Dear Mr. or Ms. ****, or Dear Haiti Relief Coordinator, I am working on a report for ReliefOversight.org, an initiative of the Disaster Accountability Project, about the transparency of disaster relief operations in Haiti. (**Name of Organization**) was selected to be included in the report and profiled on ReliefOversight.org. Please complete a short survey by (One week from send date) about your organization's activities in Haiti so we can include the most up-to-date information about your organization's activities on the ground. Survey URL: Survey Link We hope that ReliefOversight.org will provide your organization a unique opportunity to demonstrate its transparency and provide details about its activities on the ground. A key goal of ReliefOversight.org is to maintain an online clearinghouse of daily or very regular Situation Reports of all organizations soliciting donations for disaster relief efforts. Please view this as an opportunity to showcase factual details of your organization's day-to-day activities and impact on the ground. Please complete the following survey by (One week from send date): Survey Link We are happy to share the final draft of the report with your organization and look forward to your cooperation. Thank you, (Name) Intern, Disaster Accountability Project

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Second Survey E-mail Template Draft:
Dear Mr. or Ms. ****, or Dear Haiti Relief Coordinator, On (Date) a member of ReliefOversight.org attempted to contact (Organization Name) in regards to your participation in a survey we are conducting in furtherance of a report on the transparency of disaster relief operations in Haiti. We would still appreciate your response. Please complete a short survey by (One week from send date) about your organization's activities in Haiti so we can include the most up-to-date information about your organization's activities on the ground. Survey Link We hope that ReliefOversight.org will provide your organization a unique opportunity to demonstrate its transparency and provide details about its activities on the ground. A key goal of ReliefOversight.org is to maintain an online clearinghouse of daily or very regular Situation Reports of all organizations soliciting donations for disaster relief efforts. Please view this as an opportunity to showcase factual details of your organization's day-to-day activities and impact on the ground. Please complete the following survey by (One week from send date): Survey Link We are happy to share the final draft of the report with your organization and look forward to your cooperation. Thank you, (Name) Intern, Disaster Accountability Project

Third Survey E-mail Template Draft:
Dear Mr. or Ms. ****, or Haiti Relief Coordinator, On (Date) and a member of the ReliefOversight.org team attempted to contact (Organization Name) in regards to your participation in a survey we are conducting in furtherance of a report on the transparency of disaster relief operations in Haiti. We would still appreciate your response. Please complete a short survey by Friday, June 25 about your organization's activities in Haiti so we can include the most up-to-date information about your organization's activities on the ground. Survey Link We hope that ReliefOversight.org will provide your organization a unique opportunity to demonstrate its transparency and provide details about its activities on the ground. A key goal of ReliefOversight.org is to maintain an online clearinghouse of daily or very regular Situation Reports of all organizations soliciting donations for disaster relief efforts. Please view this as an opportunity to showcase factual details of your organization's day-to-day activities and impact on the ground. Please complete the following survey by Friday, June 25: Survey Link We are happy to share the final draft of the report with your organization and look forward to your cooperation. If you are not the correct contact for Haiti relief, it would be much appreciated if you could provide an appropriate contact E-mail. Thank you, (Name) Intern, Disaster Accountability Project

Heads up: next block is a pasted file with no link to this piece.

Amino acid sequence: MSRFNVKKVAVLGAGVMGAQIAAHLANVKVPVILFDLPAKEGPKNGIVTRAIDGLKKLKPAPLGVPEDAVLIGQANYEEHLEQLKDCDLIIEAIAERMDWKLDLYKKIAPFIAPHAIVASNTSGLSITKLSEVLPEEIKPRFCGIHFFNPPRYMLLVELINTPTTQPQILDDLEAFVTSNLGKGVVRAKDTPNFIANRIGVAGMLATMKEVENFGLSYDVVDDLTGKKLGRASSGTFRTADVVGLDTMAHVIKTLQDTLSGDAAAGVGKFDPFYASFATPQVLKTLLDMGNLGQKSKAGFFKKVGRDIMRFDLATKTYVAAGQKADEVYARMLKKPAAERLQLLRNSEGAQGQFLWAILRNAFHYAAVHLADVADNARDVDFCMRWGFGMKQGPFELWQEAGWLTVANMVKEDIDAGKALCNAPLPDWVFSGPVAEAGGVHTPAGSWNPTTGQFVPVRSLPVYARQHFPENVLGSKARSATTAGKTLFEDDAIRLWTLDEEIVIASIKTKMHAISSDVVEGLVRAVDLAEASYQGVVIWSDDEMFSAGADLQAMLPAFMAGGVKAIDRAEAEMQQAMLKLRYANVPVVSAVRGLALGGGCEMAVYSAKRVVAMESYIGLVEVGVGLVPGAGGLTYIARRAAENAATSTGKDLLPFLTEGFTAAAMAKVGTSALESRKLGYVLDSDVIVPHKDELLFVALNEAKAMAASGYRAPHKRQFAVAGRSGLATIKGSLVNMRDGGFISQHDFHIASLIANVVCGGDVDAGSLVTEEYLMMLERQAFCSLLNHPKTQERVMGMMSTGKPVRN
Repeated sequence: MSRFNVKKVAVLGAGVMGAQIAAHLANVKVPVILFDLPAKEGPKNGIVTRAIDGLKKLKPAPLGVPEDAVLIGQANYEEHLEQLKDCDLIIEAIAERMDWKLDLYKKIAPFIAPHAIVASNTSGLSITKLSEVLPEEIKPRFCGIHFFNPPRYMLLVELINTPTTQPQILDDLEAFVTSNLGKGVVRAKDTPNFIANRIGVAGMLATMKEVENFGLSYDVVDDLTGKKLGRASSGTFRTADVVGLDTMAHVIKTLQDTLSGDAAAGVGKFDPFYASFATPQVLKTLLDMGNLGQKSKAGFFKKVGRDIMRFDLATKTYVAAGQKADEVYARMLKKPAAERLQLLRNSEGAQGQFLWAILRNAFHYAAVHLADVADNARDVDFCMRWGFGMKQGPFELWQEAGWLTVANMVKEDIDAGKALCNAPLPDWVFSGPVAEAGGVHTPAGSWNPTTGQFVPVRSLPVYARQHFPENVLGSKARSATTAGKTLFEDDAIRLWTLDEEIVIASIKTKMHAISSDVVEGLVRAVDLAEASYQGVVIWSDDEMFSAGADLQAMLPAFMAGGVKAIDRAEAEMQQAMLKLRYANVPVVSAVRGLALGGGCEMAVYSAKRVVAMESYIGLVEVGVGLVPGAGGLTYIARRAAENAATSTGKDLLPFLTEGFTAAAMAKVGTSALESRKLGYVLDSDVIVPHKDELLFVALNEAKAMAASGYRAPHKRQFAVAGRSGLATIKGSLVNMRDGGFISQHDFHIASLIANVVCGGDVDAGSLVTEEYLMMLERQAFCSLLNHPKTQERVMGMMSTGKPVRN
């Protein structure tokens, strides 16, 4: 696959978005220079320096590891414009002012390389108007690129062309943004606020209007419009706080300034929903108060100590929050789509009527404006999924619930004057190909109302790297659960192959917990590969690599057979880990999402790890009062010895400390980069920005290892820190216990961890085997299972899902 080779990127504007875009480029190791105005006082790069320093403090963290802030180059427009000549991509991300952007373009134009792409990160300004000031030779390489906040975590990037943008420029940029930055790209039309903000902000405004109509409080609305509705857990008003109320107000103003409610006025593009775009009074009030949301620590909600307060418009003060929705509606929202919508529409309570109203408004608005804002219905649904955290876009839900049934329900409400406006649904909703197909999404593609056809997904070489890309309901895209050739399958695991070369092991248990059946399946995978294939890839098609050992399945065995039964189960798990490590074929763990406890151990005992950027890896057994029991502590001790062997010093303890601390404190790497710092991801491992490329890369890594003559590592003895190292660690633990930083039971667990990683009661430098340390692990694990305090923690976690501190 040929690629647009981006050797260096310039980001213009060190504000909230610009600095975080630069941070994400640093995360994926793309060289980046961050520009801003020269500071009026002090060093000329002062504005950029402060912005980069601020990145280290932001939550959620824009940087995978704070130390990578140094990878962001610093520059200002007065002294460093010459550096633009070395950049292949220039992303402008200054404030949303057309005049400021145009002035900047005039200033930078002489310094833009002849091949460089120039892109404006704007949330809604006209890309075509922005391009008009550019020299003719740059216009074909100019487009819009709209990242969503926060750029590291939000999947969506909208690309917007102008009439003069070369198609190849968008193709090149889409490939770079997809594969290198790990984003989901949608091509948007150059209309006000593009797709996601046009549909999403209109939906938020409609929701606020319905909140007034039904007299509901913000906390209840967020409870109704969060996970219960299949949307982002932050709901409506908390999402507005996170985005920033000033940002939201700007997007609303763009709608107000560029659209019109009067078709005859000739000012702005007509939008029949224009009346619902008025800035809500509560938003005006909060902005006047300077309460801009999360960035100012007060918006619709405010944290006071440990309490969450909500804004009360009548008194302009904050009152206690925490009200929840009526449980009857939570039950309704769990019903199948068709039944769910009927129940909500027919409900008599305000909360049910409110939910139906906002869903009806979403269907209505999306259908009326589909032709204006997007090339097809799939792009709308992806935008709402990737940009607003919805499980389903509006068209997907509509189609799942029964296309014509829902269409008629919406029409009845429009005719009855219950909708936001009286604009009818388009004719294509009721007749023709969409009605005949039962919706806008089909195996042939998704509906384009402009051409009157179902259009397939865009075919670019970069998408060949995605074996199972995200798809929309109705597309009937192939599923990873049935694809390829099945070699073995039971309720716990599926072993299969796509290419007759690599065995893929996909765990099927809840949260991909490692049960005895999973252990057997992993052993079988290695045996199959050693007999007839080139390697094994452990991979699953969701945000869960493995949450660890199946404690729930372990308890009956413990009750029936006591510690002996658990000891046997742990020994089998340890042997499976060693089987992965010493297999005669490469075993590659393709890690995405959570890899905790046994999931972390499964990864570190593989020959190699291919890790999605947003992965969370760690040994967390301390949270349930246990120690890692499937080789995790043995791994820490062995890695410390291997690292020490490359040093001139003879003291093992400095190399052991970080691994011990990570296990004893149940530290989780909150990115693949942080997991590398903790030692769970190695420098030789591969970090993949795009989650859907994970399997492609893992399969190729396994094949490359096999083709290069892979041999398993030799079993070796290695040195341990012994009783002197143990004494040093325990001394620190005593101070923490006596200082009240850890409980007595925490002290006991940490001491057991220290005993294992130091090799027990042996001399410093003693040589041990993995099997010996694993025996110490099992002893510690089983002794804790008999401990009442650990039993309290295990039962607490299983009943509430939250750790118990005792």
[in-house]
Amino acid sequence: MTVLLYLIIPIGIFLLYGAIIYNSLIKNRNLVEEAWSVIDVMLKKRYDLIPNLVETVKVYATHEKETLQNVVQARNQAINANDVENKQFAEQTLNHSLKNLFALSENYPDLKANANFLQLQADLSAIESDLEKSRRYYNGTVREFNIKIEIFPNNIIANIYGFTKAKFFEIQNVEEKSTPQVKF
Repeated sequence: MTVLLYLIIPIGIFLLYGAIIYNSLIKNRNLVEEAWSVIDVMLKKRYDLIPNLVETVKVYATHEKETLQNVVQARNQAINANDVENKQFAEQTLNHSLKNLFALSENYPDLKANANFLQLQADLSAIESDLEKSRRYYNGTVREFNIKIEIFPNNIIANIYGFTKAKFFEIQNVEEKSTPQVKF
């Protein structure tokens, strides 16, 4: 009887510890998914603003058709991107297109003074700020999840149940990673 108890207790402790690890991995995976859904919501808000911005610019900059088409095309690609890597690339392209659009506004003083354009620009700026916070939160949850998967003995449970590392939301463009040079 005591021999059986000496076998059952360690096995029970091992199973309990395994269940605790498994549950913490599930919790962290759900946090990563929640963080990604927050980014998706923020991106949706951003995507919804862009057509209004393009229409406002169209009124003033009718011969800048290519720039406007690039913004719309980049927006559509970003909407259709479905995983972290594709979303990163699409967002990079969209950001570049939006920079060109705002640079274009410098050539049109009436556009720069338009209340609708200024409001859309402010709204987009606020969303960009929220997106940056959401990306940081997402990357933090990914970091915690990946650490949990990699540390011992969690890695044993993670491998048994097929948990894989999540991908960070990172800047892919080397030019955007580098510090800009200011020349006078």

Correspondence Log
Organizations marked in bold and highlighted filled out a survey. Those without correspondence information listed were not contacted for various reasons, such as a lack of contact information, etc.
Contact Email Response Received (Dates) Survey Email Response Received (Dates)

Organization Name ACDI/VOCA ACTED (Agency for Technical Cooperation and Development) Action Against Hunger - USA ActionAid International ActionAid USA

Contact Email Sent (Dates)

Survey Email Sent (Dates)

05/23/10

05/24/10

9

Organization Name ACTS World Relief Adventist Community Services Adventist Development & Relief Agency African Methodist Episcopal Church Service and Development Agency Agape Flights Air Mobile Ministries Air Serv International America's Development Foundation American Baptist International Ministries American Friends Service Committee American Jewish Joint Distribution Committee American Jewish World Service American Red Cross American Refugee Committee AmeriCares

Contact Email Sent (Dates)

Contact Email Response Received (Dates)

Survey Email Sent (Dates) 05/31/10

Survey Email Response Received (Dates) 06/02/10

05/30/10

05/28/10; 06/22/10

05/21/10 06/18/10 05/23/10 05/21/10; 06/18/10

05/25/10 06/18/10 05/24/10; 05/26/10 05/24/10; 06/18/10 06/22/10

05/28/10 06/19/10 05/28/10; 06/16/10

06/01/10 06/22/10 06/16/10 06/25/10

06/22/10 05/28/10; 06/16/10; 06/22/10 05/28/10; 06/16/10; 06/22/10 05/28/10; 06/16/10; 06/22/10 05/28/10; 06/16/10; 06/22/10

Americas Relief Team Appropriate Infrastructure Development Group

05/21/10

05/21/10

06/01/10 06/22/10; 06/23/10

Architecture for Humanity Assemblies of God Relief

05/23/10

05/27/10